Summary of History
Gerawan Press Releases


Fresno, CA — On September 5, 2017, the California Supreme Court will hear arguments to decide whether the state can force an agency-dictated “collective bargaining agreement” on an employer and its employees. The arguments will center around so-called “Mandatory Media-tion and Conciliation” (MMC) amendments to the Agricultural Labor Relations Act (ALRA), which the California Court of Appeal held violate equal protection principles and unlawfully delegate power to the state’s Agricultural Labor Relations Board to impose the United Farm Workers on Fresno-based Gerawan Farming and its employees. On May 15, 2015, that court unanimously held that the ALRB’s forced contracting scheme is “the antithesis of equal pro-tection” because it imposes a contract “by administrative edict” based on “a distinct, unequal, individualized set of rules” for each employer. 

The Supreme Court will also decide whether the UFW can invoke this compulsory arbitra-tion process, even though the UFW abandoned the Gerawan employees for almost twenty years. The Court of Appeal held that the ALRB’s blanket refusal to consider the UFW’s dere-liction of its duties could result in a “crisis of representation” at Gerawan: “It is clear that the employees’ right to a representative of their own choosing would be seriously jeopardized in the situation of abandonment by a union where, as here, the absentee union suddenly reap-peared on the scene to demand the MMC process.” 

MMC is a uniquely coercive form of government intervention in private employer relations. No other state allows an administrative agency to draft and impose contracts dictating wages, hours, and terms of employment on private companies and employees, without even letting the employees vote on it. In this case, since UFW had disappeared for almost two decades, 99% of the Gerawan employees never voted for UFW representation, yet the state is trying to force a contract on them anyway.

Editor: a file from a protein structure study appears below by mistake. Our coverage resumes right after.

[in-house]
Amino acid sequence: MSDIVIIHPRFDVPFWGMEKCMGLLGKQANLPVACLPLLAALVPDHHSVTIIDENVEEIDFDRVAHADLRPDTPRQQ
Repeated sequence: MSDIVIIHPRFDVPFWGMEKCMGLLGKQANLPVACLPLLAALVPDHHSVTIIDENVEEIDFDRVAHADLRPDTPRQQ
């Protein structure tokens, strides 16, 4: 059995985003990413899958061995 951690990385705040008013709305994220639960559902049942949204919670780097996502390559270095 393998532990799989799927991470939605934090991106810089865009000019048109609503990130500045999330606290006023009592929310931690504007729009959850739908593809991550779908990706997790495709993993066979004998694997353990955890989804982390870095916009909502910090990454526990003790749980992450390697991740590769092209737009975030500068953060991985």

Nearly a century ago, the United States Supreme Court unanimously struck down a scheme similar to MMC, holding that it infringes both the employer’s right to contract and the em-ployees’ freedom of association, including the right to strike. The MMC contract set aside by the Court of Appeal bars worker strikes, even though such strikes have been the Gerawan em-ployees’ primary means of expression. The MMC contract also compels Gerawan to fire workers who refuse to pay three percent of their earnings to the UFW, “whether,” as the Court of Appeal held, “the employees want its representation or not.” 

Rejecting the ALRB’s argument that employees could mount a decertification effort against a heretofore-absent union, the Court of Appeal held that “[r]ealistically, a decertification option would often be too late to stop the MMC process.” 

In fact, thousands of Gerawan employees successfully petitioned for the right to hold an elec-tion to determine whether to oust the UFW. That election was held nearly four years ago. Though the ALRB supervised and ran the election, it refused to count the ballots, and instead imposed the MMC contract after the election. 

In April, 2016, the ALRB set aside the election it ran, without ever counting the ballots, con-cluding that it was “impossible” to determine whether the workers’ decertification petition reflected the “true sentiments” of Gerawan’s employees. The ALRB’s General Counsel asked the ALRB to destroy the ballots. Gerawan employees have asked the Court of Appeal to order the ALRB to count their votes. 

For Immediate Release August 29, 2017

CONTACT: David Schwarz

(310) 277-1010 or